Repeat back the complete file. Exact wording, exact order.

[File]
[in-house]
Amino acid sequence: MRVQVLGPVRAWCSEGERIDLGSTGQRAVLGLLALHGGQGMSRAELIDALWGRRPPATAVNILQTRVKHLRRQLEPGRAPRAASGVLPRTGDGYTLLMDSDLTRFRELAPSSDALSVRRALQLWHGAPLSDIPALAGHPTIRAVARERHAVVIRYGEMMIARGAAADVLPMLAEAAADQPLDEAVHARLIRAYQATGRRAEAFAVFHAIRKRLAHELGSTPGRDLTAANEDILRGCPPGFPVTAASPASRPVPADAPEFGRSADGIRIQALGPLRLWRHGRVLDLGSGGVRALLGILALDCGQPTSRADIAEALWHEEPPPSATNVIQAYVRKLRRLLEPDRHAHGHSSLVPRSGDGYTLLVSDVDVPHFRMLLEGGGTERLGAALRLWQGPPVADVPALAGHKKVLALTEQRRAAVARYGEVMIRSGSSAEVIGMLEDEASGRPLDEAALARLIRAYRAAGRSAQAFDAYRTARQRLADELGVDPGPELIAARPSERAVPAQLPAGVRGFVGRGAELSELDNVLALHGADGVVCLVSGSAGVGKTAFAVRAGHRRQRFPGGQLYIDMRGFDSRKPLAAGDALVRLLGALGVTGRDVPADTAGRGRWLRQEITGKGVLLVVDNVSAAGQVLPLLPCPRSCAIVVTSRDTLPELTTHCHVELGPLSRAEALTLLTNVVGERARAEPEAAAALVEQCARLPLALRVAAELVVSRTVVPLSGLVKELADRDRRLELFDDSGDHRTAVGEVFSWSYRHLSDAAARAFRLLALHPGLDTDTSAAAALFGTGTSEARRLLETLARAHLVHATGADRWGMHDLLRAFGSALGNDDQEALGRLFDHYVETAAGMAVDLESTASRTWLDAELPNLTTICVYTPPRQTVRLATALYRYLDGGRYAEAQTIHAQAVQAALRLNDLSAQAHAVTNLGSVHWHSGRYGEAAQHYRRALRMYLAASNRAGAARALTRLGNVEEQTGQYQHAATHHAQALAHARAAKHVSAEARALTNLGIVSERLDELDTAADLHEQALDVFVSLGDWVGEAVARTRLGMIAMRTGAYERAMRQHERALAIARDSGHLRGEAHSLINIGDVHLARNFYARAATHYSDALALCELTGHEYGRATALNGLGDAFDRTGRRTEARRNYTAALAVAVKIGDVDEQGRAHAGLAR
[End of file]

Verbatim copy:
[in-house]
Amino acid sequence: MRVQVLGPVRAWCSEGERIDLGSTGQRAVLGLLALHGGQGMSRAELIDALWGRRPPATAVNILQTRVKHLRRQLEPGRAPRAASGVLPRTGDGYTLLMDSDLTRFRELAPSSDALSVRRALQLWHGAPLSDIPALAGHPTIRAVARERHAVVIRYGEMMIARGAAADVLPMLAEAAADQPLDEAVHARLIRAYQATGRRAEAFAVFHAIRKRLAHELGSTPGRDLTAANEDILRGCPPGFPVTAASPASRPVPADAPEFGRSADGIRIQALGPLRLWRHGRVLDLGSGGVRALLGILALDCGQPTSRADIAEALWHEEPPPSATNVIQAYVRKLRRLLEPDRHAHGHSSLVPRSGDGYTLLVSDVDVPHFRMLLEGGGTERLGAALRLWQGPPVADVPALAGHKKVLALTEQRRAAVARYGEVMIRSGSSAEVIGMLEDEASGRPLDEAALARLIRAYRAAGRSAQAFDAYRTARQRLADELGVDPGPELIAARPSERAVPAQLPAGVRGFVGRGAELSELDNVLALHGADGVVCLVSGSAGVGKTAFAVRAGHRRQRFPGGQLYIDMRGFDSRKPLAAGDALVRLLGALGVTGRDVPADTAGRGRWLRQEITGKGVLLVVDNVSAAGQVLPLLPCPRSCAIVVTSRDTLPELTTHCHVELGPLSRAEALTLLTNVVGERARAEPEAAAALVEQCARLPLALRVAAELVVSRTVVPLSGLVKELADRDRRLELFDDSGDHRTAVGEVFSWSYRHLSDAAARAFRLLALHPGLDTDTSAAAALFGTGTSEARRLLETLARAHLVHATGADRWGMHDLLRAFGSALGNDDQEALGRLFDHYVETAAGMAVDLESTASRTWLDAELPNLTTICVYTPPRQTVRLATALYRYLDGGRYAEAQTIHAQAVQAALRLNDLSAQAHAVTNLGSVHWHSGRYGEAAQHYRRALRMYLAASNRAGAARALTRLGNVEEQTGQYQHAATHHAQALAHARAAKHVSAEARALTNLGIVSERLDELDTAADLHEQALDVFVSLGDWVGEAVARTRLGMIAMRTGAYERAMRQHERALAIARDSGHLRGEAHSLINIGDVHLARNFYARAATHYSDALALCELTGHEYGRATALNGLGDAFDRTGRRTEARRNYTAALAVAVKIGDVDEQGRAHAGLAR